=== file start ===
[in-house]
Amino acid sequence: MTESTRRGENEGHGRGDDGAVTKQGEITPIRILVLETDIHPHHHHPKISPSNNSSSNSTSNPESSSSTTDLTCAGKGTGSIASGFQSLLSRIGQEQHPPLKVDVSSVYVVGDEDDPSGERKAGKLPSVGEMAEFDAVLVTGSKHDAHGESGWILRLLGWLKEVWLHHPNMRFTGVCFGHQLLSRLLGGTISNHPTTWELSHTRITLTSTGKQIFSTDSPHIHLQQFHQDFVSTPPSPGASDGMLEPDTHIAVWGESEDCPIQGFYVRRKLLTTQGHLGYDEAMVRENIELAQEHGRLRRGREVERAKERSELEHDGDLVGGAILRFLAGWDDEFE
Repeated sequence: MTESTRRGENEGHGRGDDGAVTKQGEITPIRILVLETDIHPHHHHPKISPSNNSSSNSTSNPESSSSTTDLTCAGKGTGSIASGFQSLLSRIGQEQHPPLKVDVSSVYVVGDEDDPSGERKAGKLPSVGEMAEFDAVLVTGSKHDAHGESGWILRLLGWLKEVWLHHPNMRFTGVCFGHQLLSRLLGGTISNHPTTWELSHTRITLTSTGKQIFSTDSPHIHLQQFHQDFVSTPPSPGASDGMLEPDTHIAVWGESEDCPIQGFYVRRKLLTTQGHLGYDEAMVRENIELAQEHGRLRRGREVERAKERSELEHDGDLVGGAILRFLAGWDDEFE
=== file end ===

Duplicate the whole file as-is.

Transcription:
[in-house]
Amino acid sequence: MTESTRRGENEGHGRGDDGAVTKQGEITPIRILVLETDIHPHHHHPKISPSNNSSSNSTSNPESSSSTTDLTCAGKGTGSIASGFQSLLSRIGQEQHPPLKVDVSSVYVVGDEDDPSGERKAGKLPSVGEMAEFDAVLVTGSKHDAHGESGWILRLLGWLKEVWLHHPNMRFTGVCFGHQLLSRLLGGTISNHPTTWELSHTRITLTSTGKQIFSTDSPHIHLQQFHQDFVSTPPSPGASDGMLEPDTHIAVWGESEDCPIQGFYVRRKLLTTQGHLGYDEAMVRENIELAQEHGRLRRGREVERAKERSELEHDGDLVGGAILRFLAGWDDEFE
Repeated sequence: MTESTRRGENEGHGRGDDGAVTKQGEITPIRILVLETDIHPHHHHPKISPSNNSSSNSTSNPESSSSTTDLTCAGKGTGSIASGFQSLLSRIGQEQHPPLKVDVSSVYVVGDEDDPSGERKAGKLPSVGEMAEFDAVLVTGSKHDAHGESGWILRLLGWLKEVWLHHPNMRFTGVCFGHQLLSRLLGGTISNHPTTWELSHTRITLTSTGKQIFSTDSPHIHLQQFHQDFVSTPPSPGASDGMLEPDTHIAVWGESEDCPIQGFYVRRKLLTTQGHLGYDEAMVRENIELAQEHGRLRRGREVERAKERSELEHDGDLVGGAILRFLAGWDDEFE